Due to its ability to tenaciously adhere to solid or rigid surfaces, the foregoing osteogenic composition when applied to a bone implant, for example donor osseous tissue, an osteoprosthetic device, and the like, imparts a significant new bone growth-inducing capability to the implant. The foregoing osteogenic composition can be treated in an additional step (d) to obtain the osteogenic composition in solid form. For example, the osteogenic composition produced in step (c) can be optionally titrated to remove excess acid and then organic solvent can be added, whereby the osteogenic composition precipitates out of solution in solid form, e.g., as a powder. This solid form of the osteogenic composition can then be separated from the organic solvent and subsequently treated, e.g. by lyophilization and resolubilization, so that the osteogenic composition is in suitable form for injection, e.g. into a bone implant site.
The solid form of the osteogenic composition can also be obtained by placing the viscous liquid composition, which has been titrated to an appropriate pH, in a cellulose dialysis bag, with the resulting salts removed by dialysis. The powder is then obtained following lyophilization. Furthermore, the acid-promoted cleavage in step (b) can be carried out simultaneously with the bone demineralization in step (a) or can be carried out separately after the bone demineralizing step (a) has been completed. Moreover, the heating step (c) can be carried out simultaneously with or subsequent to the acid-promoted cleavage of step (b).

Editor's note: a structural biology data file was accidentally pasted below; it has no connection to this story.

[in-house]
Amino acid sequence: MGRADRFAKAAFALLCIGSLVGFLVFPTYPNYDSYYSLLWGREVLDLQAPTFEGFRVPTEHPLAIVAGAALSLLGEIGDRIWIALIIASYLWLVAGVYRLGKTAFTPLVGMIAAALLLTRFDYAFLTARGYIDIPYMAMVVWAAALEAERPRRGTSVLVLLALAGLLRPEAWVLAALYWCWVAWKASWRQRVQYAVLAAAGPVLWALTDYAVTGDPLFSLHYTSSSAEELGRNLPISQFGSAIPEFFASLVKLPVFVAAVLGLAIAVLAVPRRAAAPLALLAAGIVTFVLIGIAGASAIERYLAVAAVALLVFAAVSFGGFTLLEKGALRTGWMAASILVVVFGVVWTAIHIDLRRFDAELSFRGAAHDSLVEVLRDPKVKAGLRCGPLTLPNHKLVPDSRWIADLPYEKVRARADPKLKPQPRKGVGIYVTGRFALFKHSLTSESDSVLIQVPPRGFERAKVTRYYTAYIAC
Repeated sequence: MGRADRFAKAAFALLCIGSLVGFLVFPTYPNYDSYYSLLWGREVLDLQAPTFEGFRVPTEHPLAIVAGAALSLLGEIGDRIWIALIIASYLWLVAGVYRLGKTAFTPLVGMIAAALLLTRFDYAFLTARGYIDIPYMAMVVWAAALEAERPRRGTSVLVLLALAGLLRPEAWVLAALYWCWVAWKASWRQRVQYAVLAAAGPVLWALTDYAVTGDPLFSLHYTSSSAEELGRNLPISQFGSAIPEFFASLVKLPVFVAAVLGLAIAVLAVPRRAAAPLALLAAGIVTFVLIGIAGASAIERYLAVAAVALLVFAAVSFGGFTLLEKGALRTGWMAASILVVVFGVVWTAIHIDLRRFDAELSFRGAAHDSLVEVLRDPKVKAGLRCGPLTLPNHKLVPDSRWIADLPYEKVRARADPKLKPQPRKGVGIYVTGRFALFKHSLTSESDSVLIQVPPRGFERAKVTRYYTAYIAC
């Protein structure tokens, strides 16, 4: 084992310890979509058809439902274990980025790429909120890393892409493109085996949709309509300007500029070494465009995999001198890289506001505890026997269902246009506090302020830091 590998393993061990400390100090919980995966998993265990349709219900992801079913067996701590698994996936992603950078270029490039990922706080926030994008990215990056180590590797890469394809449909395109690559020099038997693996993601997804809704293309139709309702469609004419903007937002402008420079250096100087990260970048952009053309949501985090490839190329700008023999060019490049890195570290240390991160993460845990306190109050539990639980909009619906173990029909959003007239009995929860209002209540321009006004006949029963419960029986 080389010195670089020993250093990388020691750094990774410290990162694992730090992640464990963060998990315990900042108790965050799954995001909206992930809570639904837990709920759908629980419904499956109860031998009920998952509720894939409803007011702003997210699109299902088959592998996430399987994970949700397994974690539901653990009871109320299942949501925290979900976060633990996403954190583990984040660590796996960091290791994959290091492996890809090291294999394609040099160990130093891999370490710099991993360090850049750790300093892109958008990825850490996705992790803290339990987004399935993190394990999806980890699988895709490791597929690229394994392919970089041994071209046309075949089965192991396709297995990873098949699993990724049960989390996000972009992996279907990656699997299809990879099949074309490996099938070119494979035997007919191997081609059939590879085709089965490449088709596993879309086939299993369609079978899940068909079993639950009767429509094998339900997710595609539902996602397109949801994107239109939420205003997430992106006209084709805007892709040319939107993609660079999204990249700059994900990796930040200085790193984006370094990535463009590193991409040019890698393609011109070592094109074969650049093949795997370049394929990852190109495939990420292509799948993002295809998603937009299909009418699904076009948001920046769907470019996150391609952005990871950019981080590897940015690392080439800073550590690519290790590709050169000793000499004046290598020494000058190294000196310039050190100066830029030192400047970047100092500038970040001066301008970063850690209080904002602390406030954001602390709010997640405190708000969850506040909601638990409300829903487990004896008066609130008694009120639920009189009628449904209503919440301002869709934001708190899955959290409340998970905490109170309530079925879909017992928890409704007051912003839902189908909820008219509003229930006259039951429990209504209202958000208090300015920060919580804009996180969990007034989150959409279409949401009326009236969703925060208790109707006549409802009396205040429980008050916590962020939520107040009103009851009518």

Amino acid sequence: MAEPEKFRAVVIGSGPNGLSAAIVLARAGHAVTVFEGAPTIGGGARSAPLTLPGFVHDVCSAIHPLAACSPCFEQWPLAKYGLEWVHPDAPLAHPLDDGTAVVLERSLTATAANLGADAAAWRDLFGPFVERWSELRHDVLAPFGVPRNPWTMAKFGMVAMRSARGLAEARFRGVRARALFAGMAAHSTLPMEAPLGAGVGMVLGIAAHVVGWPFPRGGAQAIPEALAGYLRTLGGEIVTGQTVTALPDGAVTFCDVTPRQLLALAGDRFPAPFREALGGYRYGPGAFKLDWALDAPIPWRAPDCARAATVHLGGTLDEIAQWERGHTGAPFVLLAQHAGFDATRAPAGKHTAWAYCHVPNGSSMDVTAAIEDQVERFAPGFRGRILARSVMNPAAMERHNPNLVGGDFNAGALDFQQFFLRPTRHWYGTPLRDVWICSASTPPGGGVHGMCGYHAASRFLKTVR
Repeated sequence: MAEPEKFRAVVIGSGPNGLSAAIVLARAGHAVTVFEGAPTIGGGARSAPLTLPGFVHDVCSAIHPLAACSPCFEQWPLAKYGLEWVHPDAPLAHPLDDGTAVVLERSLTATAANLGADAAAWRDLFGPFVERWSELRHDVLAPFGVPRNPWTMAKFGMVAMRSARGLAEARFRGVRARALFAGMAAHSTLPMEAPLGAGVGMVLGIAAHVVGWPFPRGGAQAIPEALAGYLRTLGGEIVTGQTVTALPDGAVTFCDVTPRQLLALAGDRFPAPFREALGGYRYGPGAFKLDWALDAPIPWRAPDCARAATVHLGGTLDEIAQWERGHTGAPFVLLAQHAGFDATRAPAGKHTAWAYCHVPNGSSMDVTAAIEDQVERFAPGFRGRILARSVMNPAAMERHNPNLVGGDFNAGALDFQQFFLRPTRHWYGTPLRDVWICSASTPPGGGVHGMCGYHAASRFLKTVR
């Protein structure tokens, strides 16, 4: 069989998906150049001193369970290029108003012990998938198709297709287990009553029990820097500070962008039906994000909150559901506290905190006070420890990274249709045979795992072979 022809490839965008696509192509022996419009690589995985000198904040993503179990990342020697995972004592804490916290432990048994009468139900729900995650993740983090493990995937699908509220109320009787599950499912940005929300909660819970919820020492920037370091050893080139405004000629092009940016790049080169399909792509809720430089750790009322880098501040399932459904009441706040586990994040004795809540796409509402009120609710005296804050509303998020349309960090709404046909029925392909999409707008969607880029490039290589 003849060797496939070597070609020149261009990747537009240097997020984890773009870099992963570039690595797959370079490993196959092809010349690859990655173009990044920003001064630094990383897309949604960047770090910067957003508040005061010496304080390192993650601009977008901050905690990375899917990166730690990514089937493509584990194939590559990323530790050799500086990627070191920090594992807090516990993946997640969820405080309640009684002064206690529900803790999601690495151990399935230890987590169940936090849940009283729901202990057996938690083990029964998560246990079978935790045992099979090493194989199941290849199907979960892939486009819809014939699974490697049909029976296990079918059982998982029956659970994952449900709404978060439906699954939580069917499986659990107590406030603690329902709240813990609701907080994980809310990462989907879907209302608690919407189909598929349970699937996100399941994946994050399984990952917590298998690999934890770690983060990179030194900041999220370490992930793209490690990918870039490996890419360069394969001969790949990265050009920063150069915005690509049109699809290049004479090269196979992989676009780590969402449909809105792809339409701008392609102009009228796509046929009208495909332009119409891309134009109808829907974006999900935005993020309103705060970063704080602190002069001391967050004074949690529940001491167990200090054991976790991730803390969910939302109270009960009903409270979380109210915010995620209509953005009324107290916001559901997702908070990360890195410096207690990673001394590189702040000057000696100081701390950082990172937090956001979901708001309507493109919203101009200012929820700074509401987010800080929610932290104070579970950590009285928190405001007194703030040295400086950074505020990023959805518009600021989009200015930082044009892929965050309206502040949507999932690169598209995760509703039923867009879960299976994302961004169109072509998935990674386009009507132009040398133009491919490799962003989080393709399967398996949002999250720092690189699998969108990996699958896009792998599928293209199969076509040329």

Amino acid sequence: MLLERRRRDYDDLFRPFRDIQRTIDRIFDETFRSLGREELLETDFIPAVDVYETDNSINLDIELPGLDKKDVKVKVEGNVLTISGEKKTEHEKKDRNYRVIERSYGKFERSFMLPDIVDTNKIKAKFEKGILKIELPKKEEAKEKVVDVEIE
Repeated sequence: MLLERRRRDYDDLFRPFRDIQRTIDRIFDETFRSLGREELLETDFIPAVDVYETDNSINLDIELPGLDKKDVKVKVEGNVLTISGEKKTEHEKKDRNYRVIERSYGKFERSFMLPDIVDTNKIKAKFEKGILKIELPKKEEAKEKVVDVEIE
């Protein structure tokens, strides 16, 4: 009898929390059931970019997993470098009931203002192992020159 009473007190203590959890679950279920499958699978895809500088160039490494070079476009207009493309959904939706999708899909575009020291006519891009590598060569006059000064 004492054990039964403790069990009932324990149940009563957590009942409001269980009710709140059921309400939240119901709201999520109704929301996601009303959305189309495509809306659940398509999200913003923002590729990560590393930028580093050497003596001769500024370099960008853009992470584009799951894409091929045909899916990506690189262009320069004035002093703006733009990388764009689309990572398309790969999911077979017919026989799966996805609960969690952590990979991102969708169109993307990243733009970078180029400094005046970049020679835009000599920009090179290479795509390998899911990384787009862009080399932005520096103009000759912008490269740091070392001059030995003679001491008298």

In addition, the osteogenic composition herein is compatible with many types of materials which can be introduced in the composition to further enhance or augment bone repair or reconstruction. Thus the invention contemplates the addition of demineralized bone powder and other osteogenic, osteoinductive and/or osteoconductive substances such as bone morphogenic proteins (BMP) and/or any of numerous other medically useful substances to the osteogenic composition.